The Art of Public Speaking HTML version
precede and determine all our actions. Actions develop into habits, habits constitute character, and character
determines destiny. Therefore to guard our thoughts and control our feelings is to shape our destinies. The
syllogism is complete, and old as it is it is still true.
Since "character is nature in the highest form," the development of character must proceed on natural lines.
The garden left to itself will bring forth weeds and scrawny plants, but the flower-beds nurtured carefully will
blossom into fragrance and beauty.
As the student entering college largely determines his vocation by choosing from the different courses of the
curriculum, so do we choose our characters by choosing our thoughts. We are steadily going up toward that
which we most wish for, or steadily sinking to the level of our low desires. What we secretly cherish in our
hearts is a symbol of what we shall receive. Our trains of thoughts are hurrying us on to our destiny. When
you see the flag fluttering to the South, you know the wind is coming from the North. When you see the
straws and papers being carried to the Northward you realize the wind is blowing out of the South. It is just as
easy to ascertain a man's thoughts by observing the tendency of his character.
Let it not be suspected for one moment that all this is merely a preachment on the question of morals. It is
that, but much more, for it touches the whole man--his imaginative nature, his ability to control his feelings,
the mastery of his thinking faculties, and--perhaps most largely--his power to will and to carry his volitions
into effective action.
Right thinking constantly assumes that the will sits enthroned to execute the dictates of mind, conscience and
heart. Never tolerate for an instant the suggestion that your will is not absolutely efficient. The way to will is
to will--and the very first time you are tempted to break a worthy resolution--and you will be, you may be
certain of that--make your fight then and there. You cannot afford to lose that fight. You must win it--don't
swerve for an instant, but keep that resolution if it kills you. It will not, but you must fight just as though life
depended on the victory; and indeed your personality may actually lie in the balances!
Your success or failure as a speaker will be determined very largely by your thoughts and your mental
attitude. The present writer had a student of limited education enter one of his classes in public speaking. He
proved to be a very poor speaker; and the instructor could conscientiously do little but point out faults.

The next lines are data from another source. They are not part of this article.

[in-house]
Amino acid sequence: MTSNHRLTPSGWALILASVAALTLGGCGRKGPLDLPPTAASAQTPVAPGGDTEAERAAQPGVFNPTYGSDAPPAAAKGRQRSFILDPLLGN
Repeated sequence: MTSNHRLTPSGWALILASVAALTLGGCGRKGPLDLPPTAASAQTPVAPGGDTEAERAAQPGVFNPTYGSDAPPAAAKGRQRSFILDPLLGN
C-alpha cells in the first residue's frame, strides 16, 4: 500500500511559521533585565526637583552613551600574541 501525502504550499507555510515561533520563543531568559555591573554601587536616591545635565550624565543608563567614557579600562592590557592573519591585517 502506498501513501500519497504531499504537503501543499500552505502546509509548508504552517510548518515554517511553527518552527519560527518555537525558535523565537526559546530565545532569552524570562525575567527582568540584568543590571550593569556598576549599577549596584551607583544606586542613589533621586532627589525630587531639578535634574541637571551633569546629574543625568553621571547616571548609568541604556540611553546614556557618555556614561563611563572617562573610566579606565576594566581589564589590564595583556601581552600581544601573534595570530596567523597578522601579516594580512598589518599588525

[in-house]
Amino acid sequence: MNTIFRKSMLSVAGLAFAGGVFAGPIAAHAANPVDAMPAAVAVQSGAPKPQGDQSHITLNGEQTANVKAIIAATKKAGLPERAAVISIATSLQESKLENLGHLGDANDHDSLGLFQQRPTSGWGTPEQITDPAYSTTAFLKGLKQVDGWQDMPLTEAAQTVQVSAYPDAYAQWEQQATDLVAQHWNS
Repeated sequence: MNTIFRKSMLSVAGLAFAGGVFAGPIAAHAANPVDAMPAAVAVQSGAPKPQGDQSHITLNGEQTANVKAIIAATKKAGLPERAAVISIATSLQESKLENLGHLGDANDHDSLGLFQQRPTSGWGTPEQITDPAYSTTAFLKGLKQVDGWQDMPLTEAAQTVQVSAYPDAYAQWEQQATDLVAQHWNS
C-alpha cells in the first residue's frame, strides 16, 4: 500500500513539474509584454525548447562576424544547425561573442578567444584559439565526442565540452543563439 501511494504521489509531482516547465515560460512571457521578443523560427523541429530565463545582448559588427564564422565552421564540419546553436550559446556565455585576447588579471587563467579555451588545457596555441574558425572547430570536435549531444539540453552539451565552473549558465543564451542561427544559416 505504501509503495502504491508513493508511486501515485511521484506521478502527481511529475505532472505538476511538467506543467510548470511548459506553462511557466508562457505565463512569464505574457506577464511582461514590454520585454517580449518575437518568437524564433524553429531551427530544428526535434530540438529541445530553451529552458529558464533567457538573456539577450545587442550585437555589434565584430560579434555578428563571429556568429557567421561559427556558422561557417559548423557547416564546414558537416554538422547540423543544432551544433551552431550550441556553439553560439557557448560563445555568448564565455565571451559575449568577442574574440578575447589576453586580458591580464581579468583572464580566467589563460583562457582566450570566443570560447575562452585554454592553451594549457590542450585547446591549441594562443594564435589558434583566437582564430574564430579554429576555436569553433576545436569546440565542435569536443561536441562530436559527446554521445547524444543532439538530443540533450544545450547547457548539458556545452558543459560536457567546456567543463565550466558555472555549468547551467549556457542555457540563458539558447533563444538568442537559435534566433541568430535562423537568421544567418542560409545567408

However, the young man was warned not to be discouraged. With sorrow in his voice and the essence of
earnestness beaming from his eyes, he replied: "I will not be discouraged! I want so badly to know how to
speak!" It was warm, human, and from the very heart. And he did keep on trying--and developed into a
There is no power under the stars that can defeat a man with that attitude. He who down in the deeps of his
heart earnestly longs to get facility in speaking, and is willing to make the sacrifices necessary, will reach his
goal. "Ask and ye shall receive; seek and ye shall find; knock and it shall be opened unto you," is indeed
applicable to those who would acquire speech-power. You will not realize the prize that you wish for
languidly, but the goal that you start out to attain with the spirit of the old guard that dies but never surrenders,
you will surely reach.
Your belief in your ability and your willingness to make sacrifices for that belief, are the double index to your
future achievements. Lincoln had a dream of his possibilities as a speaker. He transmuted that dream into life
solely because he walked many miles to borrow books which he read by the log-fire glow at night. He
sacrificed much to realize his vision. Livingstone had a great faith in his ability to serve the benighted races of
Africa. To actualize that faith he gave up all. Leaving England for the interior of the Dark Continent he struck
the death blow to Europe's profits from the slave trade. Joan of Arc had great self-confidence, glorified by an
infinite capacity for sacrifice. She drove the English beyond the Loire, and stood beside Charles while he was